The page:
THE HOUSE THAT JACK BUILT: Will it Hold Up Without its Foundation?
At the beginning of the last election campaign, Stephen Harper focused his strategy on an "Ignatieff led" coalition.
Many in the media then began questioning the Liberal leader hard about the possibility of such a coalition if Harper failed to get a majority, while others dug up Harper's own agreement in 2004.
William Johnson mentions it in his book: Stephen Harper and the Future of Canada. He says that after the disappointing results of the 2004 election, Harper contemplated resigning, until he developed a different strategy. So over the summer he arranged several meetings with Jack Layton and Gilles Duceppe, where an agreement was hammered out, and the three party leaders signed a joint letter to then Governor General Adrienne Clarkson, that should the prime minister [Paul Martin] seek to dissolve Parliament, she would first speak with them.
Harper's campaign manager at the time, Tom Flanagan confirmed the "coalition", and stated emphatically that it included the full support of the Bloc. (2)
The topic came up again during the debates, when Gilles Duceppe told the story of the meetings, and how he and Jack Layton were willing to make Stephen Harper prime minister in 2004.
Most of the alarm was that it was a deal with "separatists" something that the Harper government was using as a rallying cry. But everyone missed the obvious here.
Why was Jack Layton so keen to make Stephen Harper prime minister, knowing how hard progressives in the country fought to keep him out of office?
In fact the Council of Canadians, and other like-minded groups had questioned why Jack didn't go after Harper during the election, and started a "Think Twice" campaign, to do what Layton and the NDP refused to. According to longtime NDP supporter, James Laxer:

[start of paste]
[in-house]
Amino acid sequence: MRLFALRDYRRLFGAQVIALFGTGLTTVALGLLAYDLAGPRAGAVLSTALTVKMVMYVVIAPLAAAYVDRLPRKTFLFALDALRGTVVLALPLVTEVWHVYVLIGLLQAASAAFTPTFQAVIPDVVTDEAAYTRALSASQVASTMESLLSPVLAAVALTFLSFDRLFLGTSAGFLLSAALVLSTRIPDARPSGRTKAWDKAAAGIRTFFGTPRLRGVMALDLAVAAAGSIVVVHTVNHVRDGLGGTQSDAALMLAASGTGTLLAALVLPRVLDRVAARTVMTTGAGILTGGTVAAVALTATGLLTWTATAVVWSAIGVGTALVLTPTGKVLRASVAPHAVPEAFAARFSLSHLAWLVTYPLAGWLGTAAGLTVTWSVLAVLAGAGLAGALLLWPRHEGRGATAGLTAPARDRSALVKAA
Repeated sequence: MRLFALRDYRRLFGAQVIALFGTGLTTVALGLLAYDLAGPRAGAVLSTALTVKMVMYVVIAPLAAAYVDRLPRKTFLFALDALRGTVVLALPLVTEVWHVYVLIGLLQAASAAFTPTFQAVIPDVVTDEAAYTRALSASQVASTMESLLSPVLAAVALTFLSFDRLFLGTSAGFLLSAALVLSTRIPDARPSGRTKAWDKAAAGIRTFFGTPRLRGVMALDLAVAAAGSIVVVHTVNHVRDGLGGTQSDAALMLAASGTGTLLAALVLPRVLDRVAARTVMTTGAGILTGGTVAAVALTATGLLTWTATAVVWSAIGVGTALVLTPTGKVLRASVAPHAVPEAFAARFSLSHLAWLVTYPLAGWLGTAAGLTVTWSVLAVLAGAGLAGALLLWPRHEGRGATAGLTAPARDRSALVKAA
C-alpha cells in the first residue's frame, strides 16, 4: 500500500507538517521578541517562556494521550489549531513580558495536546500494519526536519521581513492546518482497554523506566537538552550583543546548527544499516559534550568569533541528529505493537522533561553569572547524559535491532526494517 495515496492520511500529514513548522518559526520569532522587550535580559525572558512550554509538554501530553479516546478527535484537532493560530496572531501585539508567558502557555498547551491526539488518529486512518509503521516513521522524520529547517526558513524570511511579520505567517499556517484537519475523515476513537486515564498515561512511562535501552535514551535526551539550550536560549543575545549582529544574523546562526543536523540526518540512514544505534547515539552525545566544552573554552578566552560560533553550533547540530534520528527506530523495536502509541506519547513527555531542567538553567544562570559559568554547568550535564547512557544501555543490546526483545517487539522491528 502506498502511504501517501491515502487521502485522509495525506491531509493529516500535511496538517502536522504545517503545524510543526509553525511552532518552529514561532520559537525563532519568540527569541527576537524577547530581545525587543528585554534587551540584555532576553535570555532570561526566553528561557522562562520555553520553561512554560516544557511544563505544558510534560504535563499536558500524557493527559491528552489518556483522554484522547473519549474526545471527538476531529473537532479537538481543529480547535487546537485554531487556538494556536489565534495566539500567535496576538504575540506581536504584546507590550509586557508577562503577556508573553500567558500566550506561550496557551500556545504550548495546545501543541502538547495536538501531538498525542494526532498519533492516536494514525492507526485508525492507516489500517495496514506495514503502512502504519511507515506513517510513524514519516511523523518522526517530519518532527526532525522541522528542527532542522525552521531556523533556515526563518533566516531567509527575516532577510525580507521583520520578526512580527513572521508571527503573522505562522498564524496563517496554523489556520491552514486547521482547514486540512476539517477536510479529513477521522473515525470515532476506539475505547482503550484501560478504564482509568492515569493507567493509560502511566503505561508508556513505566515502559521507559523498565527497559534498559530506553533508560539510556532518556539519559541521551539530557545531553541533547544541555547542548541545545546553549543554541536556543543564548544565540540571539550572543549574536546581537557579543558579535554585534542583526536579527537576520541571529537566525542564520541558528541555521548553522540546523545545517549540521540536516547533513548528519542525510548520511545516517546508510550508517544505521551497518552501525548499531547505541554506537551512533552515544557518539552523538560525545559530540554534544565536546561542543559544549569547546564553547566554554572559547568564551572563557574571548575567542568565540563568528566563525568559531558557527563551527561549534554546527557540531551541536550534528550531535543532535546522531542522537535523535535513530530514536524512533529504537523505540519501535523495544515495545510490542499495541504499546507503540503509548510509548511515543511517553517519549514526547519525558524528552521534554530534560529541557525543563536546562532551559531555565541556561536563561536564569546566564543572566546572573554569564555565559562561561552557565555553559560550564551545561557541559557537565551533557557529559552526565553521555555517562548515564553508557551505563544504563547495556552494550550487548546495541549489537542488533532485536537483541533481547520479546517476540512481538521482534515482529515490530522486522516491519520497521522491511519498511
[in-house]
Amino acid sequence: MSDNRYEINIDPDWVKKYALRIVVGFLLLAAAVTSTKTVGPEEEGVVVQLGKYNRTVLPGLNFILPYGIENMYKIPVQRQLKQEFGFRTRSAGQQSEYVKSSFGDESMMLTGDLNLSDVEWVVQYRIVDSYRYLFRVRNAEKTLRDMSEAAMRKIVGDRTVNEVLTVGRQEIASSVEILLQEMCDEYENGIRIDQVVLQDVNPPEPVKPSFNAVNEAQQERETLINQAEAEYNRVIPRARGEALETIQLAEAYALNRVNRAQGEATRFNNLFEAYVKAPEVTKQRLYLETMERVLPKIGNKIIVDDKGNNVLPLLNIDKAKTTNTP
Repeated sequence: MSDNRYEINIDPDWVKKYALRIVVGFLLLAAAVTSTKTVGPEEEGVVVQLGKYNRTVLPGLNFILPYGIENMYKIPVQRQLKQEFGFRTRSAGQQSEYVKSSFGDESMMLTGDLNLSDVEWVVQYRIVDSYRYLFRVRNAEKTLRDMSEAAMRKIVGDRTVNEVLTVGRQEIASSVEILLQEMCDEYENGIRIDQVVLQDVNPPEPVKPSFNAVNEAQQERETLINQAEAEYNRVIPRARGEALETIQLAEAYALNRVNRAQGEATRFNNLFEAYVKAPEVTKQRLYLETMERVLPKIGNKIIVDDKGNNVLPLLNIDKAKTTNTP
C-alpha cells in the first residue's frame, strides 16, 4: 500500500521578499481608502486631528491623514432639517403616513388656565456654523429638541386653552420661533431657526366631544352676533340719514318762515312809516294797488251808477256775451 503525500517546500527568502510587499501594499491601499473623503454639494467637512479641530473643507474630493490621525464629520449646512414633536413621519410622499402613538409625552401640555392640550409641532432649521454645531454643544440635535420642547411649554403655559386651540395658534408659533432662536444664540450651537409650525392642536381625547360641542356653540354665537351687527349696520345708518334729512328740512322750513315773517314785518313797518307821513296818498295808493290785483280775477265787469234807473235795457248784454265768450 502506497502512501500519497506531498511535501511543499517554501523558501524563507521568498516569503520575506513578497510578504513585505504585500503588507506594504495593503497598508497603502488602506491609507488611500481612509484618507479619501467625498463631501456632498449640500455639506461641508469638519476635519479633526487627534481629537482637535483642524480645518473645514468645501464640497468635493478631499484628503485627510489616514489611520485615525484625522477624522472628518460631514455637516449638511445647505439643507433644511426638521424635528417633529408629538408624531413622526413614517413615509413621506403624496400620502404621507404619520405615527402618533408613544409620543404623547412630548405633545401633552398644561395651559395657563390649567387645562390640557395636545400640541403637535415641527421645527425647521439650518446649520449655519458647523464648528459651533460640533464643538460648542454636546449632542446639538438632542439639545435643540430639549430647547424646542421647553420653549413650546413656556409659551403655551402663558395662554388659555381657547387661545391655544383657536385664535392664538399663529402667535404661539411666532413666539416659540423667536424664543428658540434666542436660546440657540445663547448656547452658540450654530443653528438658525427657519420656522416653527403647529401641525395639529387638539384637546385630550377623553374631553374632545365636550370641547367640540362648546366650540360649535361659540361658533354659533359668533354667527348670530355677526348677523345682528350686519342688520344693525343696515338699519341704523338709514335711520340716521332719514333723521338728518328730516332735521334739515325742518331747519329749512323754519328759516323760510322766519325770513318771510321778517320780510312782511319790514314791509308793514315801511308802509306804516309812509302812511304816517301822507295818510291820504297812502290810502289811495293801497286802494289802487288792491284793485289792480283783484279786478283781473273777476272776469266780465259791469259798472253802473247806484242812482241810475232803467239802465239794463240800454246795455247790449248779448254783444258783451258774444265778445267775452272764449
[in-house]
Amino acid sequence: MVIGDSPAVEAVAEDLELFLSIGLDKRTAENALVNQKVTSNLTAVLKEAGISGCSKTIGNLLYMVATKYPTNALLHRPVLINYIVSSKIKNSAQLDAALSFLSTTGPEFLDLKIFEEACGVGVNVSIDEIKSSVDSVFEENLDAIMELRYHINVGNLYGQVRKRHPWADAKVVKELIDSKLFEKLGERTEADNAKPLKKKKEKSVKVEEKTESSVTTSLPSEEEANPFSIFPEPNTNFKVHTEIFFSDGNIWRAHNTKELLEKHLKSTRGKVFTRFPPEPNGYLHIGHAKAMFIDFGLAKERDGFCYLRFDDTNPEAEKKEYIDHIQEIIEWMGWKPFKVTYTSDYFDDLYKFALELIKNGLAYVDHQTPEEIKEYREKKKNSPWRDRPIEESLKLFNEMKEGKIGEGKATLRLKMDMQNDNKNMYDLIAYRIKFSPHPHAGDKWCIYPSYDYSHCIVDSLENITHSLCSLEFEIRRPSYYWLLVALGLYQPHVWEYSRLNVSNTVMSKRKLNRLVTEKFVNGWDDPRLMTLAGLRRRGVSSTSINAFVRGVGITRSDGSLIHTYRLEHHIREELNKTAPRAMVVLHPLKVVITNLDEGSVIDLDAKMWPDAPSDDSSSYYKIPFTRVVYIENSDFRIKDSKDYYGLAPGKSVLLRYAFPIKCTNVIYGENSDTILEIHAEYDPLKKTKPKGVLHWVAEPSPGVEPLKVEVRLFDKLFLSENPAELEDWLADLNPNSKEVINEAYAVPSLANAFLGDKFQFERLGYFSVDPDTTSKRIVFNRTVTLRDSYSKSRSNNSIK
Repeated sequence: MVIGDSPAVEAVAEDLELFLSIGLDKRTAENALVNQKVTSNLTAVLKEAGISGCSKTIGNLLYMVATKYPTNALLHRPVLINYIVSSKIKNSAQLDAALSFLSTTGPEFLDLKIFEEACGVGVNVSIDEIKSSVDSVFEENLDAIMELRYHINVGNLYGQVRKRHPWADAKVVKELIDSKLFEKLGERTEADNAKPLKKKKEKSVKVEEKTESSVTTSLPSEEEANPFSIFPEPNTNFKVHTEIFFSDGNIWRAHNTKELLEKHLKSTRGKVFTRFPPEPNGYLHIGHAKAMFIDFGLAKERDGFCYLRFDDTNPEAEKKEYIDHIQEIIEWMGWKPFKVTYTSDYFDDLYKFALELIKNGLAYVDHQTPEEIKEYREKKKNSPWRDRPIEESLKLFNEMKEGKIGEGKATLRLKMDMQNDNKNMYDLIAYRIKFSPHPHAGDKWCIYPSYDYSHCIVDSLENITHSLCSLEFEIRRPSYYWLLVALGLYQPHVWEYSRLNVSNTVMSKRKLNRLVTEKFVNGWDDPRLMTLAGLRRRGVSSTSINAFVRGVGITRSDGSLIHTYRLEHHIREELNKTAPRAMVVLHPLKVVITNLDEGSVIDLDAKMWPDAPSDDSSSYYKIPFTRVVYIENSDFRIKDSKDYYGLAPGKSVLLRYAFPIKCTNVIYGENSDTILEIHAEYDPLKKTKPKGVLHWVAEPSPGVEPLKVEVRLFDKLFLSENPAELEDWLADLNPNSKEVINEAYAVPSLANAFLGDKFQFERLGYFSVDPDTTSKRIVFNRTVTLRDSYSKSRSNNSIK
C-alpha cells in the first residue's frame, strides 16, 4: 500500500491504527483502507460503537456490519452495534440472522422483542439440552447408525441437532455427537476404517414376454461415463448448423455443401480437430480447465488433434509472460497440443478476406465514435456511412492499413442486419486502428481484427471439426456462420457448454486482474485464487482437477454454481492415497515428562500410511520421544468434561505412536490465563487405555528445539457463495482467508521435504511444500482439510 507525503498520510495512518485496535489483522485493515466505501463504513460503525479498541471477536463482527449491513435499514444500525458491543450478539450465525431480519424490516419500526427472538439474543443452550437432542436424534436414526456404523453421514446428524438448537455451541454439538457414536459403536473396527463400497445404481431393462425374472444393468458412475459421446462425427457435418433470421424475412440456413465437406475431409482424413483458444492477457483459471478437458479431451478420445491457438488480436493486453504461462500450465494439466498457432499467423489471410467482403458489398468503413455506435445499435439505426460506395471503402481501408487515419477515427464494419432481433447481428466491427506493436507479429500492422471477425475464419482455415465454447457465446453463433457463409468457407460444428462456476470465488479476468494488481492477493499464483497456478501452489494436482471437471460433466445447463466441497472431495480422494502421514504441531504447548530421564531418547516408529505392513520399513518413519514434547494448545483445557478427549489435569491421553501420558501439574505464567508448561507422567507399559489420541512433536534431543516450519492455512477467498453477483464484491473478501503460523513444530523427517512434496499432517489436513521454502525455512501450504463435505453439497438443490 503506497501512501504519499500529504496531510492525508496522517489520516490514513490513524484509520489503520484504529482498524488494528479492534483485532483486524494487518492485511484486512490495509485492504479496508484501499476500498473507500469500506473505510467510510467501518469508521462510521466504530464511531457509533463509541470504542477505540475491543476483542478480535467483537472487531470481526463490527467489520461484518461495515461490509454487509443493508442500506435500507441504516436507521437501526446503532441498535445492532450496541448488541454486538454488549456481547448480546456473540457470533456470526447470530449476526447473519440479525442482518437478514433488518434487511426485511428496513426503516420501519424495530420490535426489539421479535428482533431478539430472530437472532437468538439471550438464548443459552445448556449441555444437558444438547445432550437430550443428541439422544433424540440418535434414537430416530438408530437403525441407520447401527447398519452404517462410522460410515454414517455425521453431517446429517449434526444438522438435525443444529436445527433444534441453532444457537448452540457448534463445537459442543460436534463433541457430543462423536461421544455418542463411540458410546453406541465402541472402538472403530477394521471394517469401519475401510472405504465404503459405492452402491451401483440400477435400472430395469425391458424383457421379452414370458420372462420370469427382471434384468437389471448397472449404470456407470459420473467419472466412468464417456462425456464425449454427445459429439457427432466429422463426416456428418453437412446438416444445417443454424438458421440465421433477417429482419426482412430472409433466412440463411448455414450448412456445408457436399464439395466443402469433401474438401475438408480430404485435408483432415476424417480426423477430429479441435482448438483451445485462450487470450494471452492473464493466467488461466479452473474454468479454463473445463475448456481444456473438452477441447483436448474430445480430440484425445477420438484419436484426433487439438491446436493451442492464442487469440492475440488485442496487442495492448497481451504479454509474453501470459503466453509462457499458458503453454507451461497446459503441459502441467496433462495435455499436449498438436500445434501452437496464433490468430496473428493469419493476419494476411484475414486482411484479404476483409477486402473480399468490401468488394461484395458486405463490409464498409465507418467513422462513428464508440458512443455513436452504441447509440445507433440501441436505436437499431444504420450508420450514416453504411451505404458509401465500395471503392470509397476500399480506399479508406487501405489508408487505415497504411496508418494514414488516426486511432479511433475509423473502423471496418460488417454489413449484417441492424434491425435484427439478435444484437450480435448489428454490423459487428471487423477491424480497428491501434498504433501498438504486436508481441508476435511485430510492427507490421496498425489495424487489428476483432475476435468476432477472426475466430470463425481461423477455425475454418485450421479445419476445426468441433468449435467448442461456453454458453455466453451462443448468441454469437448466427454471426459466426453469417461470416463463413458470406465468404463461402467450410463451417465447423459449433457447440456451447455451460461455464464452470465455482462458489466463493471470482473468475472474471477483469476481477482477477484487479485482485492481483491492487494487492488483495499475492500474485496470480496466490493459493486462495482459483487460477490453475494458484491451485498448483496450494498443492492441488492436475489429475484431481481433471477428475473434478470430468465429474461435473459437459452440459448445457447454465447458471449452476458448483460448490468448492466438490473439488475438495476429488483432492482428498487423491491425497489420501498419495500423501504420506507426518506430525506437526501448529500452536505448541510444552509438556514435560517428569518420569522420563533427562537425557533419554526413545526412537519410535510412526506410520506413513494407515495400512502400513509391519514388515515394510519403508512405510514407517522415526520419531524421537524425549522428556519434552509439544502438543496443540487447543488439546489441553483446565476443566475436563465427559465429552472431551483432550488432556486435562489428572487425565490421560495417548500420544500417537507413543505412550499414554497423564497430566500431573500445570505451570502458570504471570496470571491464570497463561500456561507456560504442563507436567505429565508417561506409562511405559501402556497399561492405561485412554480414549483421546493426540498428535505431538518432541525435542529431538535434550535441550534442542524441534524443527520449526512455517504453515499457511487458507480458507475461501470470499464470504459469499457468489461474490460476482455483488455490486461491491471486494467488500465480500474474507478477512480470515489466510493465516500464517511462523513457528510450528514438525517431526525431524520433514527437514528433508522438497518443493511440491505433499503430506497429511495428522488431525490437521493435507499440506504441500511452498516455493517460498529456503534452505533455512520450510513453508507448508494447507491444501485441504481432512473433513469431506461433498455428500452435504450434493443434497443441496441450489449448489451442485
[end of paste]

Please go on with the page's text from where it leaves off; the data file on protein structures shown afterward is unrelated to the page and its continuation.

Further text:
Maude Barlow, chairperson of the Council of Canadians, for one, told me that she felt pressure “not to critique Harper,” and that the top priority was “to win more seats for the ndp.” During the election, the Council was involved in the Think Twice coalition, made up of groups that came together to warn Canadians about Stephen Harper’s record. “If the ndp was not going to talk about Harper’s record,” Barlow said, “we felt we had to.” (3)So did the agreement between Harper and Layton go back even before the 2004 election? Not likely. The NDP no doubt feared strategic voting as a way of keeping Harper out, would hurt their chances of acquiring more seats.
However, there was certainly one firmly in place by 2005/06. Laxer mentions receiving a call from a frustrated reporter who indicated that no matter how hard he tried, he couldn't get Jack Layton to say anything bad about Harper. (3) And some Conservative candidates in the West complained that all national ads shown in their area were against the Liberals, while their biggest threat was from the NDP.
Journalist Jacques Lemieux also questioned a Layton/Harper alliance:
Did you ever notice how apparently coordinated Mr. Harper and Mr. Layton's attacks were against Mr. Martin during the last election, as if Mr. Layton and Mr. Harper with his backroom supporters had discussed their strategies in meetings? (4)And Paul Wells has also noticed a strange relationship, as both men worked in tandem to destroy the Liberal Party. (5)
Laxer suggests that like Harper, Layton wanted to carve out the middle, pushing for a two-party system.
Oscar Wilde wrote that there are only two tragedies: "one is not getting what one wants; the other is getting it."
I'm sure this is not how the NDP leader saw this playing out. Being the leader of the Opposition in a Harper majority, was likened recently to winning a game of Bingo on the Titanic.
So publicly Layton will probably jump up and down as the Harper government systematically dismantles our social safety net. But privately, I'm sure he'll question why he put his faith in a man that few had faith in, just for political power.
Because everything Harper does from here on in, will have Jack Layton's seal of approval. And to borrow a phrase from Linda McQuaig, he will be left "holding the bully's coat".
Back to Introduction
1. Stephen Harper and the Future of Canada, by William Johnson, 2005, ISBN 0-7710 4350-3 6, Pg. 374
2. Ignatieff 'quality guy,' Flanagan says, By: Frances Russell, Winnipeg Free Press, December 11, 2009
3. Fake Left, Go Right: An insider’s take on Jack Layton’s game of chance, By James Laxer, Walrus Magazine, May 2006
4. Jack Layton and Stephen Harper forge an apparent alliance: Progressive NDPers and other Canadian voices undermined by elitist agenda, by Jacques Lemieux. The Canadian, 2007
5. The secret plot to destroy the Liberals, by Paul Wells, Maclean’s, April 17, 2006